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The Pandemic Disproves The Existence of God

by James A. Haught

Vice President Mike Pence, a renowned born-again fundamentalist, takes the podium as leader of America’s task force on the Corona crisis.  Reporters should ask him:

Why did God send the pandemic to kill perhaps millions of people?

If Pence answers that nature alone produced the virus, follow-up questions should be:

Why didn’t God prevent the tragedy?  Is he powerless to stop it?  Or does he simply not care if multitudes die in misery?

The bizarre pandemic gripping the world raises the age-old philosophical dilemma called “the problem of evil” – which asks why a supposedly all-loving god does nothing to stop horrors such as diseases, tsunamis, earthquakes, hurricanes and the like.  If there’s an all-merciful father-creator, why did he make breast cancer, childhood leukemia, cerebral palsy, natural disasters and predator animals that rip peaceful grazers apart?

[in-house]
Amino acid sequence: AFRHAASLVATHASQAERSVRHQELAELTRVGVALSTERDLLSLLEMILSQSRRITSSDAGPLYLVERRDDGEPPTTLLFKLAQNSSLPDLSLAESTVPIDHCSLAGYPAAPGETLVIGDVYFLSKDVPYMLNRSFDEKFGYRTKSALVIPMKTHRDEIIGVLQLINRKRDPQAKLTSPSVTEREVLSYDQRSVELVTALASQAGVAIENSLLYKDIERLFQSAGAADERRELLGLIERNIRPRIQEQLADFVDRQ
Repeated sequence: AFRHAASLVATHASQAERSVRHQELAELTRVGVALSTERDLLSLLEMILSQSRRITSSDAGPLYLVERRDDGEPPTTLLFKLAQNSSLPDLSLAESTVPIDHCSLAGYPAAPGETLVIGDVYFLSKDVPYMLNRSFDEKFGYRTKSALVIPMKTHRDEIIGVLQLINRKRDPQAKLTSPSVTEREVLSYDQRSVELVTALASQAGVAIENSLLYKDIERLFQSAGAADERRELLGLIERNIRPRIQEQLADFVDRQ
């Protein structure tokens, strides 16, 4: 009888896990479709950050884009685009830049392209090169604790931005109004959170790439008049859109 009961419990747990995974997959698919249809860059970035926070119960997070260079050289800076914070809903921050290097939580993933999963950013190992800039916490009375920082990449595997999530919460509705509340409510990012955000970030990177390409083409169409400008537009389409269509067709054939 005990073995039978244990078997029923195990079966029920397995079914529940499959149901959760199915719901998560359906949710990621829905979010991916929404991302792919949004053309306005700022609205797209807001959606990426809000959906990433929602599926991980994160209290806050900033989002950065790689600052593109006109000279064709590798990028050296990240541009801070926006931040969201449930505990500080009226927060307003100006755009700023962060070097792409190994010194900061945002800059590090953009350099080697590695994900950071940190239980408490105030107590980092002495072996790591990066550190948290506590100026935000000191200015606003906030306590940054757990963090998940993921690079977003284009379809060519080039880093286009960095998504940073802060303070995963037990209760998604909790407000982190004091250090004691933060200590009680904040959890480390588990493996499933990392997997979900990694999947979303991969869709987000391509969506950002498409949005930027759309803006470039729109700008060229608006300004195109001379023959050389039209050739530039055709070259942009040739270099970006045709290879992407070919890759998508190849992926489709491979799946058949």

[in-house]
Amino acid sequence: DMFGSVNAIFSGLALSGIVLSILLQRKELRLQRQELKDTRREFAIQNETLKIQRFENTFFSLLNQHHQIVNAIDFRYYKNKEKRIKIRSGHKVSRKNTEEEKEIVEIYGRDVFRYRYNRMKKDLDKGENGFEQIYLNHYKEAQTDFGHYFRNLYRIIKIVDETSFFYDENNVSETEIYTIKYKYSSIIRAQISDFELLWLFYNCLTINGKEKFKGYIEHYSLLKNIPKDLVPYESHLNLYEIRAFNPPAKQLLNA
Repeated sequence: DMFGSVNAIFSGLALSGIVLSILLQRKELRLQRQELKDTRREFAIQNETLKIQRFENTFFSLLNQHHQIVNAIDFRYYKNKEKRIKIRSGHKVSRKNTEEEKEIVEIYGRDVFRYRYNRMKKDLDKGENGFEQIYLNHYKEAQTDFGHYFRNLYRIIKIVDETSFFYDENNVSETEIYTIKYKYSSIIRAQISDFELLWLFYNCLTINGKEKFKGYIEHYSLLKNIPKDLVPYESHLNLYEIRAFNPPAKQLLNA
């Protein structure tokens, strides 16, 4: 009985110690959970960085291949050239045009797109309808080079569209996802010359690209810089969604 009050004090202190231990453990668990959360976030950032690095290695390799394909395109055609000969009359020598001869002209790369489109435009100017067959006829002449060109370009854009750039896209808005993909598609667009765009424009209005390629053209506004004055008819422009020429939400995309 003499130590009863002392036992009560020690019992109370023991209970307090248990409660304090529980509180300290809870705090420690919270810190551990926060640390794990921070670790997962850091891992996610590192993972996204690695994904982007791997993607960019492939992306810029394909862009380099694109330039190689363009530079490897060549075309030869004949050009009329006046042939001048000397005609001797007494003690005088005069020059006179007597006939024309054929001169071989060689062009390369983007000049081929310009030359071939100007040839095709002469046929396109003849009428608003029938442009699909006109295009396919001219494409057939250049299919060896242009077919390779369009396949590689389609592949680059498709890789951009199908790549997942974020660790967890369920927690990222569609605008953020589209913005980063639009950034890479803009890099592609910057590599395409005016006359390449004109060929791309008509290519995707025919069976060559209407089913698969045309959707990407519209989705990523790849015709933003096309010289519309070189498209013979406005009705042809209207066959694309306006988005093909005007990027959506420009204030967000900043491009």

Ever since Ancient Greece, priests and theologians have been flummoxed, unable to answer this enigma.  In fact, a whole field of argument called theodicy arose in a futile attempt to solve it.

I think theodicy should be called “the idiocy” because there’s only one possible explanation, which is obvious to intelligent, scientific-minded people: The all-loving god proclaimed by churches cannot exist.  Logic doesn’t exclude a cruel god, but it precludes a merciful one.

Dispute is swirling over the topic, with believers hedging and evading.  Catholic columnist Ross Douthat of The New York Times wrote:

“A pandemic sharpens the permanent questions of theodicy, the debates over whether it’s reasonable to believe in a good and loving God in a world so rife with misery.”

Absurdly, Douthat contends:  “Meaningless suffering is the goal of the devil, and bringing meaning out of suffering is the saving work of God.” He avoids the glaring question:  Is God too weak to halt the devil’s work?  Douthat’s answer is laughable.